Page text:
A quick history lesson will kind of answer my story. Remember my mentioning C. W. Leadbeater of the Theosophical Society (TS)? For a number of years he had a secretary by the name of Ernest Wood. You will find this name mentioned is some of the early history of Yoga. Several well know teachers as I remember studies with him in an academic way (in India and England?) He wrote a book called ‘Yoga’ from the many years he spent in India. Because this was more of a scholarly book, I gained some ‘faith’ in this whole genre. Once, I returned to ‘Autobiography’, it not only made sense to me, but I ‘sensed’ the spirit of the book – as if Yogananda put his whole heart and soul into it.

    BTW: Are you a scientist? I was, but retired now. Anyone who studied QM, knows what you are referring to. Actually, I would have included differential equations as well. Also, I’m on FB if you want to friend me – Ralph Hannon

  5. Stick with your practice and read it again in five years; perhaps it will resonate.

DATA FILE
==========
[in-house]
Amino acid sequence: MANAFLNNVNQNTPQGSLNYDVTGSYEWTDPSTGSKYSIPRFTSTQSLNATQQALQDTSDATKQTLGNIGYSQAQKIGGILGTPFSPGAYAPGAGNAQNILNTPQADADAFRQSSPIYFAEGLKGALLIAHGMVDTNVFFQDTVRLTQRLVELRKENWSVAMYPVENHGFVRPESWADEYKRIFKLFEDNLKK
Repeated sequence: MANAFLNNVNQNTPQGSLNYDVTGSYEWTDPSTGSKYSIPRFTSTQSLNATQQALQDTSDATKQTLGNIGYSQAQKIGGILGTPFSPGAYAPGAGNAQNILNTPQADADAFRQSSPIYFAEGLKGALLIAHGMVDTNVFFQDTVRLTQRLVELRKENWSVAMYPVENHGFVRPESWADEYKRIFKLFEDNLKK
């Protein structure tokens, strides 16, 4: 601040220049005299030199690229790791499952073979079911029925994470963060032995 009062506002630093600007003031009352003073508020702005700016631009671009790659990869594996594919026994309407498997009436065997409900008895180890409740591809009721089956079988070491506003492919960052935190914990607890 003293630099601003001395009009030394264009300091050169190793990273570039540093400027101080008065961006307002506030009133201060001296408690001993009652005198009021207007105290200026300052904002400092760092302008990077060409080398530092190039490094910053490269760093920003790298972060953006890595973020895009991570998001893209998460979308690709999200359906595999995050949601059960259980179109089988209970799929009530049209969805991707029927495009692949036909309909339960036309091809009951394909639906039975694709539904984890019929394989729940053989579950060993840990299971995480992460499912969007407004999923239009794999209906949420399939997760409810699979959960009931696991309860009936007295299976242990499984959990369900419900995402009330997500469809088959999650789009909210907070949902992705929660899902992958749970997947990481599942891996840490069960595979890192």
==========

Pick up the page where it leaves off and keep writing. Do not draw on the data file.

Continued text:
Radha's book is a preparation for it; as you know, it too is about the guru-disciple relationship, but told from the western ("This is BS!") perspective.

    Perhaps your next read could be Paul Brunton's A Search in Secret India.

  6. Thank you for the second book suggestion CK. I'll hunt down a copy and give it a shot. I'm a bit "slow" apparently though. It's going to take quite a while to figure out the first one.

    Oddly, the ashram reminds me a little of getting a doctorate. Students come from far away and give up things to learn how to think like a scientist, becoming uttely dependent on their thesis advisor. Grad school pretty much becomes one's whole life. Perhaps not coincidentally, chemists get passionate about lineage and trace them back centuries.

    Ralph and I are FB friends now, so we can take quantum mechanics elsewhere.

    Ralph and I are facebook

  7. Gail said: